Video | Business Headlines | Internet | Science | Scientific Ethics | Technology | Search

 

Saving South Island from varroa mite

Saving South Island from varroa mite???

Bee wars draw the Strait line… Research into ways to fight varroa has extended to keep the South Island varroa-free.

This week a trial will commence to determine whether feral honeybee colonies can be eradicated from areas in the South Island. This information will be used to assess the feasibility of eradicating the honeybee mite, varroa, when it arrives in the South Island. Varroa has now been found in the Wellington region.

Research conducted almost two years ago, after the initial finding of varroa in New Zealand, resulted in HortResearch developing a baiting system that is attractive and toxic to honeybees. Both factors are essential requirements for successful eradication. However, field-testing has been limited so the system's success on a larger scale is not yet known.

Michelle Taylor from HortResearch's Apiculture team will conduct the trial in an area near Hanmer, North Canterbury. Twenty nucleus colonies will be placed throughout a 2km square grid and bait stations containing sugar syrup and a toxic substance, not harmful to humans or other animals, will be used to establish whether eradicating honey bees from an area is feasible.

This trial is high priority for the Canterbury branch of the National Beekeepers Association (NBA) who are playing a major role by providing nucleus colonies and their time.

The trial relies on the bees foraging and then finding the bait stations to be the most attractive food source in the area. The success of the trial is influenced by both additional food sources, which reduce the attractiveness of the bait stations, and wet and cold weather, which affects the bees foraging behaviour. Early spring is therefore the most effective time to assess the feasibility of eradication.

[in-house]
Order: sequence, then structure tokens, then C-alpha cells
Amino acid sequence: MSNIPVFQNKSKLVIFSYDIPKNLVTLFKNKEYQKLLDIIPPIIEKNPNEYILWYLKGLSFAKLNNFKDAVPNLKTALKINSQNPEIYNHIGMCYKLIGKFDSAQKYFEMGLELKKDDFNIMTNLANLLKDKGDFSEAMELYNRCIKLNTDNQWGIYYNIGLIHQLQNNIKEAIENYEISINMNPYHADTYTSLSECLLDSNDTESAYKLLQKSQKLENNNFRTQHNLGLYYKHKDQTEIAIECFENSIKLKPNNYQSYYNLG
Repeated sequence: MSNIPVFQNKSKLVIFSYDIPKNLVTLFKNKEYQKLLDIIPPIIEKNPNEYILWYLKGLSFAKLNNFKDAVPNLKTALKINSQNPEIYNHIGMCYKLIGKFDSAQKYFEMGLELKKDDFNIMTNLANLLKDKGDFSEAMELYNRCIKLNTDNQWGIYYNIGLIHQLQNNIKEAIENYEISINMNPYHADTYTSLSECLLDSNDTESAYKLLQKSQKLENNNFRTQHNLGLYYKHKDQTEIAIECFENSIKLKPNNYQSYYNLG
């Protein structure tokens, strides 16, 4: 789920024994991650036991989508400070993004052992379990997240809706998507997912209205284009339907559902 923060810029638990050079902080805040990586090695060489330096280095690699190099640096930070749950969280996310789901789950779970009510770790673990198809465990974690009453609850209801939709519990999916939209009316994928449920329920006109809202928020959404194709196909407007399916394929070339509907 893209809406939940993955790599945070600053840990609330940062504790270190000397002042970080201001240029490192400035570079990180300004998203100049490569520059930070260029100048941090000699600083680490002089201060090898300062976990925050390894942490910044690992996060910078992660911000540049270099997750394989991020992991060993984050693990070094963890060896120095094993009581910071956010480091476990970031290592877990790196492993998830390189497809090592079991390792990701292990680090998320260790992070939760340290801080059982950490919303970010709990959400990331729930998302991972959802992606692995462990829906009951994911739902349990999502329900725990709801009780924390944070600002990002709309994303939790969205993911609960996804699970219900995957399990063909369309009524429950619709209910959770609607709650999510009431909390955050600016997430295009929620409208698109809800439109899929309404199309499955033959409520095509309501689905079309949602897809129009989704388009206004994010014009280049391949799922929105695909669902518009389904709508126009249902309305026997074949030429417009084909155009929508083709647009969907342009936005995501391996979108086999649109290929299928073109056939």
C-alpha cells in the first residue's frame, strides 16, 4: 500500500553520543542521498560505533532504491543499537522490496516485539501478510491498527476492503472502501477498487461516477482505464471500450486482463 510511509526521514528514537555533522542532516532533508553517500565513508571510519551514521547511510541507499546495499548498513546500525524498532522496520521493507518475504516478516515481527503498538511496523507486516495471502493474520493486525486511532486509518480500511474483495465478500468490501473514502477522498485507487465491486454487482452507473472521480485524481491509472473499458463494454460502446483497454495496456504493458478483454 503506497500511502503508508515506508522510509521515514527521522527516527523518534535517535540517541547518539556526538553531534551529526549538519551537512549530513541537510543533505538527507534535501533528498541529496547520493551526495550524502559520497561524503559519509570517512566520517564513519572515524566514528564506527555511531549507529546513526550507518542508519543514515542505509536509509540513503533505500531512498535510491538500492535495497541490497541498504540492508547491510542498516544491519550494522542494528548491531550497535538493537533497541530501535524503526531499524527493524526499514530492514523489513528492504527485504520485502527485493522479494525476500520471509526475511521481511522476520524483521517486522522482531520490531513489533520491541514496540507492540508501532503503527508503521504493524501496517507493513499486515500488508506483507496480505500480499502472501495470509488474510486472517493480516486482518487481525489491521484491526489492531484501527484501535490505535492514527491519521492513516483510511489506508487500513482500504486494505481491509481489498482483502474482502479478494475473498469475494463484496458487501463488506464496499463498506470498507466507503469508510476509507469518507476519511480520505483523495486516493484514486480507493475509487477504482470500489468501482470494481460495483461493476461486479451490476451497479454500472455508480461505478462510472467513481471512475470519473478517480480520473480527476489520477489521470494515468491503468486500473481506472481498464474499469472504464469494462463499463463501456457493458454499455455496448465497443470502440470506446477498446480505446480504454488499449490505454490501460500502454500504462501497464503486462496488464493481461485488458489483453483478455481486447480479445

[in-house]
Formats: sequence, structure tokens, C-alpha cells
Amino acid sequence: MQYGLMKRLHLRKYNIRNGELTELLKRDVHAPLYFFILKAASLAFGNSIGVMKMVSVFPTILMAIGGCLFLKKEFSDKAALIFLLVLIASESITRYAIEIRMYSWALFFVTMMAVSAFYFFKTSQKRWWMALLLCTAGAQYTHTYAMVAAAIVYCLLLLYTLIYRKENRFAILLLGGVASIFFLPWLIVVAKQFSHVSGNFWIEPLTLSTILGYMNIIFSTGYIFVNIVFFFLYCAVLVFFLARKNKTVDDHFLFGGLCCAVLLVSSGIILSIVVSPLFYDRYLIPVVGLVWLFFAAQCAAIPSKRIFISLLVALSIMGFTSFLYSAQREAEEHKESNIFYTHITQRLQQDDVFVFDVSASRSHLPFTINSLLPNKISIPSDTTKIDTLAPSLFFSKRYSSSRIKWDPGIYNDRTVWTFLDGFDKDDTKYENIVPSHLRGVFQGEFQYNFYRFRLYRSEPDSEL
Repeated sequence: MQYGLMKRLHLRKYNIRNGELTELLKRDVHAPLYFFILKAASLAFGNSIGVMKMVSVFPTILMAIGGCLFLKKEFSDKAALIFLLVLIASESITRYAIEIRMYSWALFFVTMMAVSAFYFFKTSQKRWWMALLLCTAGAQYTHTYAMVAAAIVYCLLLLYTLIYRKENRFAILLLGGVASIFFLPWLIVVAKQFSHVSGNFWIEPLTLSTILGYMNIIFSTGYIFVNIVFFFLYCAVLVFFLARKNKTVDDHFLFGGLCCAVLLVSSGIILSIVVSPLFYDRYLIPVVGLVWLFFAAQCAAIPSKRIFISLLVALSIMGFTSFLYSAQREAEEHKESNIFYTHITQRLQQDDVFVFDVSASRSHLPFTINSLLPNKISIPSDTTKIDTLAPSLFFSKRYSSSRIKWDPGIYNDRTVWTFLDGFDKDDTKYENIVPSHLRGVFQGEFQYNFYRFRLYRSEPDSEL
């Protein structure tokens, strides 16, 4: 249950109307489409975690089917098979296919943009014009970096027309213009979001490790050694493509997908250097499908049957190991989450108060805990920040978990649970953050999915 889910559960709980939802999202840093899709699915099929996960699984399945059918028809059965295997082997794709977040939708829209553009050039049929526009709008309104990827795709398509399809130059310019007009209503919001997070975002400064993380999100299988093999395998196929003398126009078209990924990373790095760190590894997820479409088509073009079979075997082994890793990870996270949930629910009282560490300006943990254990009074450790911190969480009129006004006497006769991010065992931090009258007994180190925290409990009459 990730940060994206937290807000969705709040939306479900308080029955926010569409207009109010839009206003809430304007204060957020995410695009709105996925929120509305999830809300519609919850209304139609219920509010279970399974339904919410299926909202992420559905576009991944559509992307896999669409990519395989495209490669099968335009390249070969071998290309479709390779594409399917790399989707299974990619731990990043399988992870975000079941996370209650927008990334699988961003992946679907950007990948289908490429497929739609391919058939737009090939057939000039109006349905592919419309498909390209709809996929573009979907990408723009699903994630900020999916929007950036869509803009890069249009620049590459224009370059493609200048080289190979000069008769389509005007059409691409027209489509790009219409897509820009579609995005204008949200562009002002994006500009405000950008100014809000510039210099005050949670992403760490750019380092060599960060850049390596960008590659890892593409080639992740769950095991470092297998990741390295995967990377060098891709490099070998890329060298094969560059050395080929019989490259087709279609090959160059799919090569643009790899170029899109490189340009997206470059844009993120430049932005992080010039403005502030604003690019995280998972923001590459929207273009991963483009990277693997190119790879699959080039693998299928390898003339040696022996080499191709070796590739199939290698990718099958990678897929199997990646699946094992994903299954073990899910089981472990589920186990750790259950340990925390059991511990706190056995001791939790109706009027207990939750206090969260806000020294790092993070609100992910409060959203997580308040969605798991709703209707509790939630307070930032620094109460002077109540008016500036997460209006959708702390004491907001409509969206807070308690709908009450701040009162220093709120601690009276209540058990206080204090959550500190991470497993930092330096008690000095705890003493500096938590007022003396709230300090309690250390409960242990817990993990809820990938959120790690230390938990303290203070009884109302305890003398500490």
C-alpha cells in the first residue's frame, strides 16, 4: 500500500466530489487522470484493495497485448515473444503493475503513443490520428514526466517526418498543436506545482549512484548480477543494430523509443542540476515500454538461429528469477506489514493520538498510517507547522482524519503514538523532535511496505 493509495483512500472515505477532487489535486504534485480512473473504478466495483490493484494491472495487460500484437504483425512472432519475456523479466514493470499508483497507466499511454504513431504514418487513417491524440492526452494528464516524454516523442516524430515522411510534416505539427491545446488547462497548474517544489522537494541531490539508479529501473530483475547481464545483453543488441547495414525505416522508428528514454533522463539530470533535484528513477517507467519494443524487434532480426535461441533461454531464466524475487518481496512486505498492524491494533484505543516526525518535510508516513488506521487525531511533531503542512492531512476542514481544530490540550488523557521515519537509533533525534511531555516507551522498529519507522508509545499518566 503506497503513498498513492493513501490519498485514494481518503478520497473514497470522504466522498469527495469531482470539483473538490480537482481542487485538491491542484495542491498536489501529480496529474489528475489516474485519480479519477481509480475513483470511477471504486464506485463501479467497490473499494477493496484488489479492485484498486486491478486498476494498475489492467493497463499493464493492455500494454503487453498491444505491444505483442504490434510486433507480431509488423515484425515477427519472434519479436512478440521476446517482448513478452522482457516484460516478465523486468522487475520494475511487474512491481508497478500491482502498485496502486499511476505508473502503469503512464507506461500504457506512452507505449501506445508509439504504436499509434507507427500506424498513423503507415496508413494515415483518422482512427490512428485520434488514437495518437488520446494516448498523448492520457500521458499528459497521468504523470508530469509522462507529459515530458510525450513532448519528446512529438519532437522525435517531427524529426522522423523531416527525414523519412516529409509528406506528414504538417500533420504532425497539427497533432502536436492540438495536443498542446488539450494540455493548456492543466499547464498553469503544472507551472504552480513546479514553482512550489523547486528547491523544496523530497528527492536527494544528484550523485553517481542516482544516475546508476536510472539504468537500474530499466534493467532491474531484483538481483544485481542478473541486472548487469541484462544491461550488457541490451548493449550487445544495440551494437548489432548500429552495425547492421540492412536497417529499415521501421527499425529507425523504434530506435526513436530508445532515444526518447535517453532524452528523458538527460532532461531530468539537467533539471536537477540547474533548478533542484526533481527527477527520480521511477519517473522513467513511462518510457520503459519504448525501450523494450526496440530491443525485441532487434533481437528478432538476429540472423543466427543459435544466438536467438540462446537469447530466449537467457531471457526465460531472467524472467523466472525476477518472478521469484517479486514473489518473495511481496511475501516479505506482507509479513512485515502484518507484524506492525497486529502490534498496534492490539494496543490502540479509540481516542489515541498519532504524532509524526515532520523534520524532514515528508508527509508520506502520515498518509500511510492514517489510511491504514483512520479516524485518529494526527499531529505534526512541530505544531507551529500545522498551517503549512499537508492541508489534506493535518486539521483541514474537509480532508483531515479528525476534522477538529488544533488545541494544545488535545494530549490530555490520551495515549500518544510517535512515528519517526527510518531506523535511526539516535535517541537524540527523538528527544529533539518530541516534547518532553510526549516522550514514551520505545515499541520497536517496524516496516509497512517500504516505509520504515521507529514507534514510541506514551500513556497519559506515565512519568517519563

When varroa arrives in the South Island MAF will need to decide how to respond, and this trial aims to determine whether eradication is a feasible option. There are also several other factors that would need to be considered prior to attempting varroa eradication from the South Island.

© Scoop Media

 
 
 
Business Headlines | Sci-Tech Headlines

 

ScoopPro: Helping The Education Sector Get More Out Of Scoop

The ScoopPro professional license includes a suite of useful information tools for professional users of Scoop including some specifically for those in the education sector to make your Scoop experience better. More>>

Big Tax Bill Due: Destiny Church Charities Deregistered

The independent Charities Registration Board has decided to remove Destiny International Trust and Te Hahi o Nga Matamua Holdings Limited from the Charities Register on 20 December 2017 because of the charities’ persistent failure to meet their annual return obligations. More>>

57 Million Users' Data: Uber Breach "Utterly Preventatable"

Cybersecurity leader Centrify says the Uber data breach of 57 million customer and driver records - which the ride-hailing company hid for more than a year - was “utterly preventable”. More>>

Scoop 3.0: How You Can Help Scoop’s Evolution

We have big plans for 2018 as we look to expand our public interest journalism coverage, upgrade our publishing infrastructure and offer even more valuable business tools to commercial users of Scoop. More>>

Having A Cow? Dairy Product Prices Slide For Fourth Straight Auction

Dairy product prices fell at the Global Dairy Trade auction, retreating for the fourth straight auction amid signs of increased production... Whole milk powder fell 2.7 percent to US$2,778 a tonne. More>>

ALSO:

Statistics: Butter At Record $5.67/Block; High Vegetable Prices

Rising dairy prices have pushed food prices up 2.7 percent in the year to October 2017, Stats NZ said today. This followed a 3.0 percent increase in the year to September 2017. More>>

ALSO:

Science: New Research Finds Herbicides Cause Antibiotic Resistance

New University of Canterbury research confirms that the active ingredients of the commonly used herbicides, RoundUp, Kamba and 2,4-D (glyphosate, dicamba and 2,4-D, respectively), each alone cause antibiotic resistance at concentrations well below label application rates. More>>

ALSO:

 
 
 
 
 
 
 
 
  • Bill Bennett on Tech